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Specimens of the early English poets: to which is prefixed, an Historical ...
Uten tilgangsbegrensning - 1811
Astrophel and Stella beauty bird bliss born breast Chaucer cheer court Cupid dainty dame dear death delight disdain doth earl England's Helicon English eyes fair faith farewell favour fear flowers following specimens Gloss Gorboduc grace Greensleeves grief hairs Harpalus hath heart heaven Henry VIII honour king kiss lady live Lord lov’d Love's Lover lullaby lute Macedon mind mourning Muse never night nought pain poems poetical poetry poets praise prep printed pron Puttenham Queen reign Ritson's S O N G S O N N E scorn shepherd sighs sight sing Sir Philip Sidney Sir Thomas Wyatt Sith song sonnets soul summer queen sweet tears tell thee thine thing thou thought three ravens translated tree unto Warton wight wind wine Wood words worth marriage wouldest not love youth
Side 220 - IF all the world and love were young, And truth in every shepherd's tongue, These pretty pleasures might me move To live with thee and be thy love.
Side 336 - Tell arts they have no soundness, But vary by esteeming ; Tell schools they want profoundness, And stand too much on seeming : If arts and schools reply, Give arts and schools the lie. Tell faith it's fled the city; Tell how the country erreth ; Tell manhood shakes off pity ; Tell virtue least preferreth : And if they do reply, Spare not to give the lie. So when thou hast, as I Commanded thee, done blabbing, — Although to give the lie Deserves no less than stabbing, — Stab at thee he that will,...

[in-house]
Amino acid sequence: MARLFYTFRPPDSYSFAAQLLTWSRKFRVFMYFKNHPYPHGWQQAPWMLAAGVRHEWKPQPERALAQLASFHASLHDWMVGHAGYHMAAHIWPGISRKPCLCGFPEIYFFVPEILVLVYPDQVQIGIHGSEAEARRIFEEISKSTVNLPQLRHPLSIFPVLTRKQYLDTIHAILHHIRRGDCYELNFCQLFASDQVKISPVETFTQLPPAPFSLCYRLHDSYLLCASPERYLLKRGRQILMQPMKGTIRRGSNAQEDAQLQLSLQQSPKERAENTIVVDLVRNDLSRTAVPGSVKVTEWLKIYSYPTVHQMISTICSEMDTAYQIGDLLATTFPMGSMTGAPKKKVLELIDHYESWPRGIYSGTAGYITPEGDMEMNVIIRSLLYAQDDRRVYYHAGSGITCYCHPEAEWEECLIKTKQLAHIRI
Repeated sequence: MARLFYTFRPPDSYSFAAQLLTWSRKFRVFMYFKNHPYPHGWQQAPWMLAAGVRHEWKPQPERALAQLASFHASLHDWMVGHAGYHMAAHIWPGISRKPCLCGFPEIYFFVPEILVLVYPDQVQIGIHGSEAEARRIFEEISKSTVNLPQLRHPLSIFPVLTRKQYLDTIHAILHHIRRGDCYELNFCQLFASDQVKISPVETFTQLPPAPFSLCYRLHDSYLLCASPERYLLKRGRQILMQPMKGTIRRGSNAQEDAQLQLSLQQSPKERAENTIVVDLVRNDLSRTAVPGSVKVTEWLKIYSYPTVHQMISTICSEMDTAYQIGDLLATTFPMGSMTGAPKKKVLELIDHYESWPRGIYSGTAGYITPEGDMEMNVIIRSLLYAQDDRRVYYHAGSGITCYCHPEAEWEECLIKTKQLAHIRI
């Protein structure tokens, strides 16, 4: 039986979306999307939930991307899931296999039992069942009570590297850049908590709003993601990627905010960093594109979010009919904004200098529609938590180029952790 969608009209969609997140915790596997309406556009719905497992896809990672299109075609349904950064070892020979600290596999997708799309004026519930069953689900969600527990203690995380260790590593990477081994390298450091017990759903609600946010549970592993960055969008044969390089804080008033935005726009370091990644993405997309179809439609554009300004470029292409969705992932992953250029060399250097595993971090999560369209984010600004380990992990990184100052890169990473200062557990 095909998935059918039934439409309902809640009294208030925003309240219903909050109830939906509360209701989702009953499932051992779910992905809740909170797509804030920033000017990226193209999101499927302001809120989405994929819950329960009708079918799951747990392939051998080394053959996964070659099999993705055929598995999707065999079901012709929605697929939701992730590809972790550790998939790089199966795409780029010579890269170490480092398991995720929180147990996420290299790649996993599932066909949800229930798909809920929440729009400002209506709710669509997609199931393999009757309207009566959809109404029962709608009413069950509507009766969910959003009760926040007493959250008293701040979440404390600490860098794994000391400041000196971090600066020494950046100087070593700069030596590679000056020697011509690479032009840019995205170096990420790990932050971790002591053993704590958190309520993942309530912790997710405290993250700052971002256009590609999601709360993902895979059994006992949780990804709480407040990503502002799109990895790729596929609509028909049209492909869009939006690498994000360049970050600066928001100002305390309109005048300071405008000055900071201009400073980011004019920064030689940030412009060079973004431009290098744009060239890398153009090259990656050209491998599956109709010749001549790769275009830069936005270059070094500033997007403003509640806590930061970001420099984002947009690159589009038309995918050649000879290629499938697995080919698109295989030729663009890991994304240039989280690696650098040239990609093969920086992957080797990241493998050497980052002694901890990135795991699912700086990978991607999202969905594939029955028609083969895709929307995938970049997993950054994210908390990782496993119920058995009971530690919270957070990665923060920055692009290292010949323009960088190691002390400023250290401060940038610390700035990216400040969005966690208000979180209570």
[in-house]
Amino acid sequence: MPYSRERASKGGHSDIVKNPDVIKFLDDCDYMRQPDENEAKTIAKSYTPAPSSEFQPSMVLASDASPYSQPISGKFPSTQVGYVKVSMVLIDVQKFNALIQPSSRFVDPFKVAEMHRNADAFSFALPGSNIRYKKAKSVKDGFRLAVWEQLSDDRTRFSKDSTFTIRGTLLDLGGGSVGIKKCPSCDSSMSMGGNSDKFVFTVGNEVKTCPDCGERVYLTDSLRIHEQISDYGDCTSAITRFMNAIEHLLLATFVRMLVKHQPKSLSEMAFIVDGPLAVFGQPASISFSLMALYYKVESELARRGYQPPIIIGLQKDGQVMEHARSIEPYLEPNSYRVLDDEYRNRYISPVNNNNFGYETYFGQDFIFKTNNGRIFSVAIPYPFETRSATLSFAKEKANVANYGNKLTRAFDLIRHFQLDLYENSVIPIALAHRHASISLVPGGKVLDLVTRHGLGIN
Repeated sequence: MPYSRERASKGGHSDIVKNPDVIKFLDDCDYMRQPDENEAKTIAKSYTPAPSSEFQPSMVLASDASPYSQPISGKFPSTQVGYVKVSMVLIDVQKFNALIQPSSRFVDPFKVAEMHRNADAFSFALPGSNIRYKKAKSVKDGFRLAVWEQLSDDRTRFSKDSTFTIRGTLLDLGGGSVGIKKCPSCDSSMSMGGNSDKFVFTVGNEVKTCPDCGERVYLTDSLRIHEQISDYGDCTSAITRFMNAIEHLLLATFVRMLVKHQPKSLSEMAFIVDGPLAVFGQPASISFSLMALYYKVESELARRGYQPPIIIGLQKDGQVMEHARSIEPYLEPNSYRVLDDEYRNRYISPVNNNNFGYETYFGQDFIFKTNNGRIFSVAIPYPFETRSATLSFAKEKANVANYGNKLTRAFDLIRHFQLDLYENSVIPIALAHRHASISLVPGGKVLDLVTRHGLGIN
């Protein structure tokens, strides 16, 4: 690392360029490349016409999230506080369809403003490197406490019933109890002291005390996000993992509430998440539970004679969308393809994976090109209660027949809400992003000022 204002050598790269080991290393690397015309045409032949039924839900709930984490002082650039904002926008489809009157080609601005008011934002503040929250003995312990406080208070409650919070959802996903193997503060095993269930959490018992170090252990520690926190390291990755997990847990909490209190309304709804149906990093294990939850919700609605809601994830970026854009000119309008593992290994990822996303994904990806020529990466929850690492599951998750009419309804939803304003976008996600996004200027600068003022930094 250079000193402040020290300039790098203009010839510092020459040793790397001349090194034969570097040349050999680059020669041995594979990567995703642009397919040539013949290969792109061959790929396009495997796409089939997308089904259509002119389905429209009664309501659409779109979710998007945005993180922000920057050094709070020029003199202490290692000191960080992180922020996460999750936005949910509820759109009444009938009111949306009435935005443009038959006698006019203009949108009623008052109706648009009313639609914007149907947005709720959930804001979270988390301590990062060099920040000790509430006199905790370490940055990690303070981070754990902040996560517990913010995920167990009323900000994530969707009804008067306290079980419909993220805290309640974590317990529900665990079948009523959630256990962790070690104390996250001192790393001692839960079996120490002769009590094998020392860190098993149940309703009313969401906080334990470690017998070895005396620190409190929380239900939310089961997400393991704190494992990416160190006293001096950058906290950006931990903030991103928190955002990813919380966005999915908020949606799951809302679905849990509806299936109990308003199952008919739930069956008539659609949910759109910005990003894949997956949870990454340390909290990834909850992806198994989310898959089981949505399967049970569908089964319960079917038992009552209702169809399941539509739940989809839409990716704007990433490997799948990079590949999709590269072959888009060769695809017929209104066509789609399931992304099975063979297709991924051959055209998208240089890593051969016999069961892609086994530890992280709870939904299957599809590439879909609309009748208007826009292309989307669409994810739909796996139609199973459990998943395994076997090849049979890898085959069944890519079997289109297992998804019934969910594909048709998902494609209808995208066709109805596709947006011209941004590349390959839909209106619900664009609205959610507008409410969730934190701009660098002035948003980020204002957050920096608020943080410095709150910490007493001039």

Side 342 - Blow, blow, thou winter wind, Thou art not so unkind As man's ingratitude ; Thy tooth is not so keen, Because thou art not seen, Although thy breath be rude.
Side 351 - Under the greenwood tree, Who loves to lie with me, And tune his merry note Unto the sweet bird's throat, Come hither, come hither, come hither; Here shall he see No enemy But winter and rough weather.
Side 364 - You meaner beauties of the night, That poorly satisfy our eyes More by your number than your light, You common people of the skies; What are you when the moon shall rise...
Side 220 - A honey tongue, a heart of gall, Is fancy's spring, but sorrow's fall. Thy gowns, thy shoes, thy beds of roses, Thy cap, thy kirtle, and thy posies, Soon break, soon wither, soon forgotten ; In folly ripe, in reason rotten. Thy belt of straw, and ivy buds, Thy coral clasps, and amber studs, All these in me no means can move To come to thee, and be thy love.
Side 383 - Song Go, and catch a falling star, Get with child a mandrake root, Tell me, where all past years are, Or who cleft the Devil's foot, Teach me to hear mermaids singing, Or to keep off envy's stinging, And find What wind Serves to advance an honest mind.
Side 243 - At cards for kisses, Cupid paid; He stakes his quiver, bow, and arrows, His mother's doves, and team of sparrows...
Side 384 - Things invisible to see, Ride ten thousand days and nights, Till age snow white hairs on thee, Thou, when thou return'st, wilt tell me All strange wonders that befell thee, And swear No where Lives a woman true, and fair. If thou find'st one, let me know, Such a pilgrimage were sweet; Yet do not, I would not go, Though at next door we might meet, Though she were true, when you met her, And last, till you write your letter, Yet she Will be False, ere I come, to two, or three.